The newly opened Shanghai Kitchen at Azaiba, with its array of exotic Chinese food, carefully selected dishes, oriental ambience, and serene lighting, seems to be just what the doctor ordered.
As it was Women’s Day, we were welcomed with a pretty rose and a refreshing mocktail called “The Hanoi Fling”. It was love at first sip for our taste buds. The drink was a creamy mélange of orange, pineapple, and mango juice with ice cream, and a pretty little rose carved out of strawberry adorned the rim. The Shanghai special mocktail had a gorgeous swan carved out of an apple and strawberry perched on it. It was a refreshing, heavenly medley of pineapple juice, crushed strawberry, grenadine with lime juice, and mint. What a welcome!
The Shanghai Kitchen has a lot to offer on their menu, from soups and wontons to wok dishes, and much more. The wide choice of tasty dishes is appropriately complemented by a range of carefully crafted mixtures of cocktails and mocktails.
Stir-frying is the soul of Chinese cooking. Delicate juliennes of vegetables and diced meat are cooked in various sauces and spices and tossed in a wok to cook quickly on a high flame. The aromas, tastes, and juices have to be intact. This requires skill, knowledge, and expertise and that’s what the team of Shanghai Kitchen has in abundance.
For starters, we had crackling spinach and crispy corn chilli pepper that came in fried wanton canopies. The crackling spinach was crisp and had a sweet tinge. More crunch was lent by the presence of sesame seeds and almonds. Shanghai Kitchen gave this dish their own twist as it can be bland at times. The crispy corn chilli pepper comprised crunchy corn pearls with an overload of chilli and pepper and a hint of vinegar. It was good but the crackling spinach overshadowed it.
We also tried Prawn Hargao, which were steamed dim sums stuffed with prawns and water chestnuts. The dip of black pepper and green chilli sauce accompanying it was delectable. The dim sums were cotton soft and melted in the mouth. The vegetable dumplings were delicious as well. We were also served Veg Spring Rolls. These were beautifully plated and presented in shot glasses. The rolls were crisp and dunked in a sweet chilli sauce that was finger-licking good.
Crispy Vegetables, a standard order at every Chinese restaurant, were presented with a twist here. The veggies comprised crispy fried fritters of eggplant, potato, button mushrooms, carrots, cauliflower, and baby corn. They were coated in a sweet plum sauce with chillies and we devoured them with relish. They surely had a wow factor, thanks to the amazing plum sauce.
We also tried the delightful chicken with pepper and ginger, which was deep fried diced chicken accompanied with bell peppers with flavours of ginger and crushed black pepper and coated with a combination of soya, dark soya, and oyster sauce.
One of our favourite starters was the Drums of Heaven, Shandong style. Crispy fried chicken wings had the exquisite signature of star anise and five-spice powder, making it delectable to the core. Shandong cuisine, also known as Jinan cuisine, has a wide selection of ingredients with a very strong aroma and the abundant presence of five-spice powder.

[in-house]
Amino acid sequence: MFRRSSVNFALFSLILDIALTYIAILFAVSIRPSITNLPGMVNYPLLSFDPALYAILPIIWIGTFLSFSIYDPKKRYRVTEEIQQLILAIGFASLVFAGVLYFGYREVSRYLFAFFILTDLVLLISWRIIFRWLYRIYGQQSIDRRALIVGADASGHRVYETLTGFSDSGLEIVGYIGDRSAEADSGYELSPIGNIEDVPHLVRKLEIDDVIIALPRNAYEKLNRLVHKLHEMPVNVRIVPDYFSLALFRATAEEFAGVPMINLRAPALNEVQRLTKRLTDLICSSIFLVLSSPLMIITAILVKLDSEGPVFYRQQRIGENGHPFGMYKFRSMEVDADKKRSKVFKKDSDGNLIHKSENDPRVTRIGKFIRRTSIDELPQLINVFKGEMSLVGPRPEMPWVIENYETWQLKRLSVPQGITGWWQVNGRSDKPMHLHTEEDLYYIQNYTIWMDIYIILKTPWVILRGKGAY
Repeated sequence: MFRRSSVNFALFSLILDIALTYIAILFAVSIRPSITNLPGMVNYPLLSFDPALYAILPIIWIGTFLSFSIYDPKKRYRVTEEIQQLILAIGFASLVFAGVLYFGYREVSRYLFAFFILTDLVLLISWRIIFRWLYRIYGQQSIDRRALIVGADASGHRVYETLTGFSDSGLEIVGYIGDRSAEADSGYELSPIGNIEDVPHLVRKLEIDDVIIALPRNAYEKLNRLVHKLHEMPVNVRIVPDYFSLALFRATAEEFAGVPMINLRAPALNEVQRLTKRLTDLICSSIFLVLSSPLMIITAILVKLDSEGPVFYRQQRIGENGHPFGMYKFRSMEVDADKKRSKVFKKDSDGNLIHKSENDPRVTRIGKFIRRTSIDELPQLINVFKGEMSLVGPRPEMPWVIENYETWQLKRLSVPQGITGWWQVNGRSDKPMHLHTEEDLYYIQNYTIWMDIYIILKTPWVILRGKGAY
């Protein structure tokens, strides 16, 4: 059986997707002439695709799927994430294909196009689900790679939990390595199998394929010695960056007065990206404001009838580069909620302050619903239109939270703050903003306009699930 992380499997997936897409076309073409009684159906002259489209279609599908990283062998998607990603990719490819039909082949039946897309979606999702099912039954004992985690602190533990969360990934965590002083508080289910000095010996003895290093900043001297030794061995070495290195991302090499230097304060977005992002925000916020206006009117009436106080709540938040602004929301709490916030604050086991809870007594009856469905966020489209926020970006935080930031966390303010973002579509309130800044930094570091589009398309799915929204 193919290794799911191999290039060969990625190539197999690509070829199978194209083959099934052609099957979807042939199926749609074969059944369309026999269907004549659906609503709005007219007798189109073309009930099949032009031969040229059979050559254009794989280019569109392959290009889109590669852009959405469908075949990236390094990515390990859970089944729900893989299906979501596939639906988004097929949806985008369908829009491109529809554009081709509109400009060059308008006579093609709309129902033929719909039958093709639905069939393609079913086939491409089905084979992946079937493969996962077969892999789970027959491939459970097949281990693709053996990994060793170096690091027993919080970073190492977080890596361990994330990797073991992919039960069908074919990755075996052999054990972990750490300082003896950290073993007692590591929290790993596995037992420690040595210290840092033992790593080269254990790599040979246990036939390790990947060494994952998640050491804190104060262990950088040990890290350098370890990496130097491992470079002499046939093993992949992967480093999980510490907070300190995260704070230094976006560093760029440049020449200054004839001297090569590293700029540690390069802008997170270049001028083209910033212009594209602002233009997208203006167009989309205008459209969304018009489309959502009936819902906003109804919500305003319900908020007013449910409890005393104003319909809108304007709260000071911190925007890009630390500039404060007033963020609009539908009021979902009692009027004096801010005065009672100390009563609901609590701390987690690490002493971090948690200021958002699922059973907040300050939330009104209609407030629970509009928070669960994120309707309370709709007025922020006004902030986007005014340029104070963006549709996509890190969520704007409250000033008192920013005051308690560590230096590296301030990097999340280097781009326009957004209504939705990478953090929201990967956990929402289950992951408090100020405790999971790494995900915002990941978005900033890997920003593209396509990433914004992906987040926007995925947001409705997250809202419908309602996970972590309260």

Another noteworthy starter was the delicious Yueyang Barbecued Fish. The soft fish fillets glazed in hoisin sauce with a smoky finish of barbecue were to die for. For seafood lovers, this is a must-order appetiser.
Legendary Dynamite Prawns, Shanghai Kitchen’s signature dish, had the superb twist of wasabi sauce. The prawns remained crisp till the last bite, were beautifully flavoured with mayo, and had the right kick of sriracha to them. The prawns tempura or battered and fried shrimps served on a stick and on a bed of fried glass noodles was good as well and neatly balanced, flavour wise. Again, the presentation left no stone unturned. Hunan style prawns, fried prawns tossed in a mix of chilli oil, sliced ginger, dry red chilli, onion, and oyster sauce, was good as well.
Just when we thought we couldn’t eat anymore after all these delicious starters, we were served exotic vegetables in a chilli basil sauce, Tsing Hoi chicken with cashew nuts, General Tao’s chicken, fish in orange peel sauce, Hakka noodles, prawns with seasonal greens and garlic, whole crab pepper garlic dry, and ginger and bell pepper fried rice. All of these were well plated and flavoursome.
General Tao’s chicken was sweet and spicy diced chicken cooked in oyster sauce with an overload of crushed peanuts — an absolute stunner. Fish in orange peel sauce was exotic and just one bite transported us back to the time when flavours and spices were rustic and delicately used. In fact, delectable was a mild word for it. Prawns in seasonal veggies such as bok choy and Chinese cabbage were delicious. Whole crab pepper garlic dry was a real eye catcher and extremely tasty, though a bit messy to eat.
Now one cannot end a meal without dessert. We had mango pudding, which was similar to panna cotta cooked in thick cream. It was very tasty but for a die-hard chocoholic, the sizzling brownie with hot chocolate sauce and vanilla ice cream was obviously the winner.
A tantalising mix of freshly procured, hand-picked, and directly sourced authentic spices, sauces and other key ingredients made all the dishes inspiring. The prices were very affordable, though the chefs and a team of talented culinary experts created some of the most exotic Chinese delicacies. Shanghai Kitchen leaves an indelible impression on one’s tongue and mind. Try this new restaurant in town and you will be left asking for more.
Near Al Nadha Towers, next to
Savoy Grand Hotel, Azaiba